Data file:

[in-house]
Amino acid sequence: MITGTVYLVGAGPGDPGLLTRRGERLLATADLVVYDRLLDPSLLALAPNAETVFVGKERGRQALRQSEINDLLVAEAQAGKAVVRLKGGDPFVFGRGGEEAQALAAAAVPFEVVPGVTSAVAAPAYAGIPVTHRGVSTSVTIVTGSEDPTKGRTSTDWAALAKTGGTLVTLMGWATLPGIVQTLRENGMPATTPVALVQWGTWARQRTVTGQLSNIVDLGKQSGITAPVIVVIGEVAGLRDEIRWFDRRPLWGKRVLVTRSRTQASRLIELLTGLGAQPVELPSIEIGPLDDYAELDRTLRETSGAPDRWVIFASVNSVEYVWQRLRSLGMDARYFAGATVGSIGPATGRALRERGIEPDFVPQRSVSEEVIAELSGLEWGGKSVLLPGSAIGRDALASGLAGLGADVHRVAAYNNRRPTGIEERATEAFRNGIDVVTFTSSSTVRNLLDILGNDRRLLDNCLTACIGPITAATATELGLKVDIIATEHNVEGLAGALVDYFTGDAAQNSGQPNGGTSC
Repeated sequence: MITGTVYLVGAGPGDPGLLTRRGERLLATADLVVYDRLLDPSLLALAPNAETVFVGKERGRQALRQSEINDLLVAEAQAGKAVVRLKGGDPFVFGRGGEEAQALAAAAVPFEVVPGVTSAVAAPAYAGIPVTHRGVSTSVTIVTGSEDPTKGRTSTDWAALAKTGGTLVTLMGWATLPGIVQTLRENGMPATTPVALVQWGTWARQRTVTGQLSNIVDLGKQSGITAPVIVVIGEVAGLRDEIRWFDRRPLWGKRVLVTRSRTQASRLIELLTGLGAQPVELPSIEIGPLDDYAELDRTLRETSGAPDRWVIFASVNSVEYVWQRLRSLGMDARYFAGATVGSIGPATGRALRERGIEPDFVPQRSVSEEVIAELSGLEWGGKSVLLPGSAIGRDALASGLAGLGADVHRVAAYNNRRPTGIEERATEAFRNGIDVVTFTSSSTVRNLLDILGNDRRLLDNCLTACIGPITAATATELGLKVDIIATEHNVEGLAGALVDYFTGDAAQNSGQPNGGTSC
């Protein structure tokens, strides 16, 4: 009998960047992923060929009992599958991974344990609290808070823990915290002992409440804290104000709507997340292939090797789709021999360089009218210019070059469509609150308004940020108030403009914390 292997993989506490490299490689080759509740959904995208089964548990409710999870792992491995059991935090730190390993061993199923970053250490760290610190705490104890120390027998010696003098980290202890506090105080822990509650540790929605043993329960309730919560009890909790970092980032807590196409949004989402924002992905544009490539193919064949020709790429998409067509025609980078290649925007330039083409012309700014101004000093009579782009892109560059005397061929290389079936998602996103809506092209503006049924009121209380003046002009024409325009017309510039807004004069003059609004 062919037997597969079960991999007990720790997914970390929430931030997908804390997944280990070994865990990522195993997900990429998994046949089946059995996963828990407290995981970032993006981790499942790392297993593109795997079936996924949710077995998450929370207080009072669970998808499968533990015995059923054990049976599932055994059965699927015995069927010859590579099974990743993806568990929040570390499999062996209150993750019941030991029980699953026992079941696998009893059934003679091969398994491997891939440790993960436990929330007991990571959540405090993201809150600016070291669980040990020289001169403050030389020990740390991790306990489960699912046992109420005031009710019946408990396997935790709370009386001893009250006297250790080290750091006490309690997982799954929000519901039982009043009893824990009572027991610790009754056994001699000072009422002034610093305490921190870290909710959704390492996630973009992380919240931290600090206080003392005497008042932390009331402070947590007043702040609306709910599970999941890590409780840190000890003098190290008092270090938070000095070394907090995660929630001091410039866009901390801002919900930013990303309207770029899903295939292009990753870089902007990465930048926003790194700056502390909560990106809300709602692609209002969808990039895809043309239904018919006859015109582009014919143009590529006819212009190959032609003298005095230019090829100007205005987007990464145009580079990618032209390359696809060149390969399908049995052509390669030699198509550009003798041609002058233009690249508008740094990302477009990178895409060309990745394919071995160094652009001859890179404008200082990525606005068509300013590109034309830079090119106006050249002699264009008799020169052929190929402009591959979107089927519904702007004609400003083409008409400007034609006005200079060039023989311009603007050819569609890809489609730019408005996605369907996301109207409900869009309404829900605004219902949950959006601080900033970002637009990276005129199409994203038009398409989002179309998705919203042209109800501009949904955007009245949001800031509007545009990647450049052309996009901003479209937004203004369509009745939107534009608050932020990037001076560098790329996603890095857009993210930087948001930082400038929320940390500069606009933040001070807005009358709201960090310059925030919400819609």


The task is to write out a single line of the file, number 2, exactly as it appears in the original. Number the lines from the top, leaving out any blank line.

Amino acid sequence: MITGTVYLVGAGPGDPGLLTRRGERLLATADLVVYDRLLDPSLLALAPNAETVFVGKERGRQALRQSEINDLLVAEAQAGKAVVRLKGGDPFVFGRGGEEAQALAAAAVPFEVVPGVTSAVAAPAYAGIPVTHRGVSTSVTIVTGSEDPTKGRTSTDWAALAKTGGTLVTLMGWATLPGIVQTLRENGMPATTPVALVQWGTWARQRTVTGQLSNIVDLGKQSGITAPVIVVIGEVAGLRDEIRWFDRRPLWGKRVLVTRSRTQASRLIELLTGLGAQPVELPSIEIGPLDDYAELDRTLRETSGAPDRWVIFASVNSVEYVWQRLRSLGMDARYFAGATVGSIGPATGRALRERGIEPDFVPQRSVSEEVIAELSGLEWGGKSVLLPGSAIGRDALASGLAGLGADVHRVAAYNNRRPTGIEERATEAFRNGIDVVTFTSSSTVRNLLDILGNDRRLLDNCLTACIGPITAATATELGLKVDIIATEHNVEGLAGALVDYFTGDAAQNSGQPNGGTSC